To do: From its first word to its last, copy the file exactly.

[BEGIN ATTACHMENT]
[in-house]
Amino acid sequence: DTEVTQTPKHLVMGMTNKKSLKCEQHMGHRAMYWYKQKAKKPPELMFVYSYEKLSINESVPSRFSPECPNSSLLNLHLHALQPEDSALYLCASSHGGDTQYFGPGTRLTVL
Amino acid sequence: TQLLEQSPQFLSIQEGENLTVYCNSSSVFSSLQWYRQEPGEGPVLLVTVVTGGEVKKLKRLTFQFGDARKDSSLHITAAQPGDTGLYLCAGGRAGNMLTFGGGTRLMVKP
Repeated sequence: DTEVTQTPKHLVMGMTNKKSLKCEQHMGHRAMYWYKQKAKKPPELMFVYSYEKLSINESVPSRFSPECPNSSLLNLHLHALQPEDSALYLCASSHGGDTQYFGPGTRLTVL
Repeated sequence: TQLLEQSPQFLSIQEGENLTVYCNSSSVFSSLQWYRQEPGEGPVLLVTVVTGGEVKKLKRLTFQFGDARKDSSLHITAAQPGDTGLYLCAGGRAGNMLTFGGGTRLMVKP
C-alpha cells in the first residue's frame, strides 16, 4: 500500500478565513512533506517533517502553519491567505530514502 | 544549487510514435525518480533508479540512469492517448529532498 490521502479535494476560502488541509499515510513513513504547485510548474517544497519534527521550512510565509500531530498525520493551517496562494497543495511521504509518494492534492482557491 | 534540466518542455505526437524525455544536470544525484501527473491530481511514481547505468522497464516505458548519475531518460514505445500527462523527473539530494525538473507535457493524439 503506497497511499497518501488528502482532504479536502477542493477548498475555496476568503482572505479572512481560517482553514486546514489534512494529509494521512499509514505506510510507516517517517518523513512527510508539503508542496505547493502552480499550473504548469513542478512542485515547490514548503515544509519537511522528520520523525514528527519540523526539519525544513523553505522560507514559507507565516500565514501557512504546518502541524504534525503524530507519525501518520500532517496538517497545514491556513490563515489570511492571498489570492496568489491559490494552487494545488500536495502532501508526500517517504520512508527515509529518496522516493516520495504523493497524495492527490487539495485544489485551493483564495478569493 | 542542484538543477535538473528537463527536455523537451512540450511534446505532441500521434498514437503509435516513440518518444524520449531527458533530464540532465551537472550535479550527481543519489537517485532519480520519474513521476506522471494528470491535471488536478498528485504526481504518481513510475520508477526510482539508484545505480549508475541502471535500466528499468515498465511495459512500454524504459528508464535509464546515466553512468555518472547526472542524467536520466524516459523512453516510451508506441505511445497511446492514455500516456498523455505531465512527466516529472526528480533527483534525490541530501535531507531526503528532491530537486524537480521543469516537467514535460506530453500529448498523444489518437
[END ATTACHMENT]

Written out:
[in-house]
Amino acid sequence: DTEVTQTPKHLVMGMTNKKSLKCEQHMGHRAMYWYKQKAKKPPELMFVYSYEKLSINESVPSRFSPECPNSSLLNLHLHALQPEDSALYLCASSHGGDTQYFGPGTRLTVL
Amino acid sequence: TQLLEQSPQFLSIQEGENLTVYCNSSSVFSSLQWYRQEPGEGPVLLVTVVTGGEVKKLKRLTFQFGDARKDSSLHITAAQPGDTGLYLCAGGRAGNMLTFGGGTRLMVKP
Repeated sequence: DTEVTQTPKHLVMGMTNKKSLKCEQHMGHRAMYWYKQKAKKPPELMFVYSYEKLSINESVPSRFSPECPNSSLLNLHLHALQPEDSALYLCASSHGGDTQYFGPGTRLTVL
Repeated sequence: TQLLEQSPQFLSIQEGENLTVYCNSSSVFSSLQWYRQEPGEGPVLLVTVVTGGEVKKLKRLTFQFGDARKDSSLHITAAQPGDTGLYLCAGGRAGNMLTFGGGTRLMVKP
C-alpha cells in the first residue's frame, strides 16, 4: 500500500478565513512533506517533517502553519491567505530514502 | 544549487510514435525518480533508479540512469492517448529532498 490521502479535494476560502488541509499515510513513513504547485510548474517544497519534527521550512510565509500531530498525520493551517496562494497543495511521504509518494492534492482557491 | 534540466518542455505526437524525455544536470544525484501527473491530481511514481547505468522497464516505458548519475531518460514505445500527462523527473539530494525538473507535457493524439 503506497497511499497518501488528502482532504479536502477542493477548498475555496476568503482572505479572512481560517482553514486546514489534512494529509494521512499509514505506510510507516517517517518523513512527510508539503508542496505547493502552480499550473504548469513542478512542485515547490514548503515544509519537511522528520520523525514528527519540523526539519525544513523553505522560507514559507507565516500565514501557512504546518502541524504534525503524530507519525501518520500532517496538517497545514491556513490563515489570511492571498489570492496568489491559490494552487494545488500536495502532501508526500517517504520512508527515509529518496522516493516520495504523493497524495492527490487539495485544489485551493483564495478569493 | 542542484538543477535538473528537463527536455523537451512540450511534446505532441500521434498514437503509435516513440518518444524520449531527458533530464540532465551537472550535479550527481543519489537517485532519480520519474513521476506522471494528470491535471488536478498528485504526481504518481513510475520508477526510482539508484545505480549508475541502471535500466528499468515498465511495459512500454524504459528508464535509464546515466553512468555518472547526472542524467536520466524516459523512453516510451508506441505511445497511446492514455500516456498523455505531465512527466516529472526528480533527483534525490541530501535531507531526503528532491530537486524537480521543469516537467514535460506530453500529448498523444489518437